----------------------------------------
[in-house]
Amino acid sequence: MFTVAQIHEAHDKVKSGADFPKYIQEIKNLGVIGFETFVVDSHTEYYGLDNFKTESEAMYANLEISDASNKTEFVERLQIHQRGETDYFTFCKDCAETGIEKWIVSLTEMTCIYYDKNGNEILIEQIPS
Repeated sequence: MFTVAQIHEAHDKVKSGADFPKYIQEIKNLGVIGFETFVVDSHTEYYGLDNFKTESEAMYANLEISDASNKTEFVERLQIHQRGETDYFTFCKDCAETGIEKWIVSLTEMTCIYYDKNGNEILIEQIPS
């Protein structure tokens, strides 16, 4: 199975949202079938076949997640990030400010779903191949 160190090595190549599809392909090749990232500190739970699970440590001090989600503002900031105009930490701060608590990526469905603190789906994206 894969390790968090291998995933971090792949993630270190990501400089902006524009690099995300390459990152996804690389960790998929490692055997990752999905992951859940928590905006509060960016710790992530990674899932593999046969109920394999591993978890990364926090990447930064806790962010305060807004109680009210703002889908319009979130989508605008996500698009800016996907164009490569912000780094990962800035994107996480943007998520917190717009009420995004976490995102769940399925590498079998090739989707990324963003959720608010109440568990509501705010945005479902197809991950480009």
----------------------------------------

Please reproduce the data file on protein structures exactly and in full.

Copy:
[in-house]
Amino acid sequence: MFTVAQIHEAHDKVKSGADFPKYIQEIKNLGVIGFETFVVDSHTEYYGLDNFKTESEAMYANLEISDASNKTEFVERLQIHQRGETDYFTFCKDCAETGIEKWIVSLTEMTCIYYDKNGNEILIEQIPS
Repeated sequence: MFTVAQIHEAHDKVKSGADFPKYIQEIKNLGVIGFETFVVDSHTEYYGLDNFKTESEAMYANLEISDASNKTEFVERLQIHQRGETDYFTFCKDCAETGIEKWIVSLTEMTCIYYDKNGNEILIEQIPS
């Protein structure tokens, strides 16, 4: 199975949202079938076949997640990030400010779903191949 160190090595190549599809392909090749990232500190739970699970440590001090989600503002900031105009930490701060608590990526469905603190789906994206 894969390790968090291998995933971090792949993630270190990501400089902006524009690099995300390459990152996804690389960790998929490692055997990752999905992951859940928590905006509060960016710790992530990674899932593999046969109920394999591993978890990364926090990447930064806790962010305060807004109680009210703002889908319009979130989508605008996500698009800016996907164009490569912000780094990962800035994107996480943007998520917190717009009420995004976490995102769940399925590498079998090739989707990324963003959720608010109440568990509501705010945005479902197809991950480009």